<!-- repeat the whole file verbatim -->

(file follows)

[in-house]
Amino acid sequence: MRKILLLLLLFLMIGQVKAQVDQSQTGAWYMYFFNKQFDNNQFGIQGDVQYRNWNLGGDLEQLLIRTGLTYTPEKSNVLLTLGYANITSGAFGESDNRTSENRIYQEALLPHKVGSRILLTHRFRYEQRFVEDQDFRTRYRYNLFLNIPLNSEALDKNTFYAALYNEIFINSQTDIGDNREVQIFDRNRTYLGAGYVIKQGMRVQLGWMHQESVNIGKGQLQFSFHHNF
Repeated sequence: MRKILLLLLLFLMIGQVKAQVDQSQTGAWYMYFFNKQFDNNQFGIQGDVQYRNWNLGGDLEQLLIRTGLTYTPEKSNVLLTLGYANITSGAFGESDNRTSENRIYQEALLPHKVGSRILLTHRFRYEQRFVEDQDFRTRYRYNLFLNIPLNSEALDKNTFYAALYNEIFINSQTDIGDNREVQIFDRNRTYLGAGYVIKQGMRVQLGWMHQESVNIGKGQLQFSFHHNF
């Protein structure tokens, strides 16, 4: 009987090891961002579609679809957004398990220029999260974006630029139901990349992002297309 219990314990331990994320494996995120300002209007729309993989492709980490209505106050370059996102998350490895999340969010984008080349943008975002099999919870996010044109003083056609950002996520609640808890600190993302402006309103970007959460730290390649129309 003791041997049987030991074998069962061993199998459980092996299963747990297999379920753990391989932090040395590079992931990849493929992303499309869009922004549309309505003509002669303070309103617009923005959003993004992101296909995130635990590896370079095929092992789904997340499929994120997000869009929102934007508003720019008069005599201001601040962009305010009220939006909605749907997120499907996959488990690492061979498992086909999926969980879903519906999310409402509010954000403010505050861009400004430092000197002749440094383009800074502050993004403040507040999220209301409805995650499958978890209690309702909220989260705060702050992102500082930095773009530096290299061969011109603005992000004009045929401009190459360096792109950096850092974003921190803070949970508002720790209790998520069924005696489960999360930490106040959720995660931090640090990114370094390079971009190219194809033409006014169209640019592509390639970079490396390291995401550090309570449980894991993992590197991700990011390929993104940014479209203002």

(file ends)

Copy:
[in-house]
Amino acid sequence: MRKILLLLLLFLMIGQVKAQVDQSQTGAWYMYFFNKQFDNNQFGIQGDVQYRNWNLGGDLEQLLIRTGLTYTPEKSNVLLTLGYANITSGAFGESDNRTSENRIYQEALLPHKVGSRILLTHRFRYEQRFVEDQDFRTRYRYNLFLNIPLNSEALDKNTFYAALYNEIFINSQTDIGDNREVQIFDRNRTYLGAGYVIKQGMRVQLGWMHQESVNIGKGQLQFSFHHNF
Repeated sequence: MRKILLLLLLFLMIGQVKAQVDQSQTGAWYMYFFNKQFDNNQFGIQGDVQYRNWNLGGDLEQLLIRTGLTYTPEKSNVLLTLGYANITSGAFGESDNRTSENRIYQEALLPHKVGSRILLTHRFRYEQRFVEDQDFRTRYRYNLFLNIPLNSEALDKNTFYAALYNEIFINSQTDIGDNREVQIFDRNRTYLGAGYVIKQGMRVQLGWMHQESVNIGKGQLQFSFHHNF
């Protein structure tokens, strides 16, 4: 009987090891961002579609679809957004398990220029999260974006630029139901990349992002297309 219990314990331990994320494996995120300002209007729309993989492709980490209505106050370059996102998350490895999340969010984008080349943008975002099999919870996010044109003083056609950002996520609640808890600190993302402006309103970007959460730290390649129309 003791041997049987030991074998069962061993199998459980092996299963747990297999379920753990391989932090040395590079992931990849493929992303499309869009922004549309309505003509002669303070309103617009923005959003993004992101296909995130635990590896370079095929092992789904997340499929994120997000869009929102934007508003720019008069005599201001601040962009305010009220939006909605749907997120499907996959488990690492061979498992086909999926969980879903519906999310409402509010954000403010505050861009400004430092000197002749440094383009800074502050993004403040507040999220209301409805995650499958978890209690309702909220989260705060702050992102500082930095773009530096290299061969011109603005992000004009045929401009190459360096792109950096850092974003921190803070949970508002720790209790998520069924005696489960999360930490106040959720995660931090640090990114370094390079971009190219194809033409006014169209640019592509390639970079490396390291995401550090309570449980894991993992590197991700990011390929993104940014479209203002």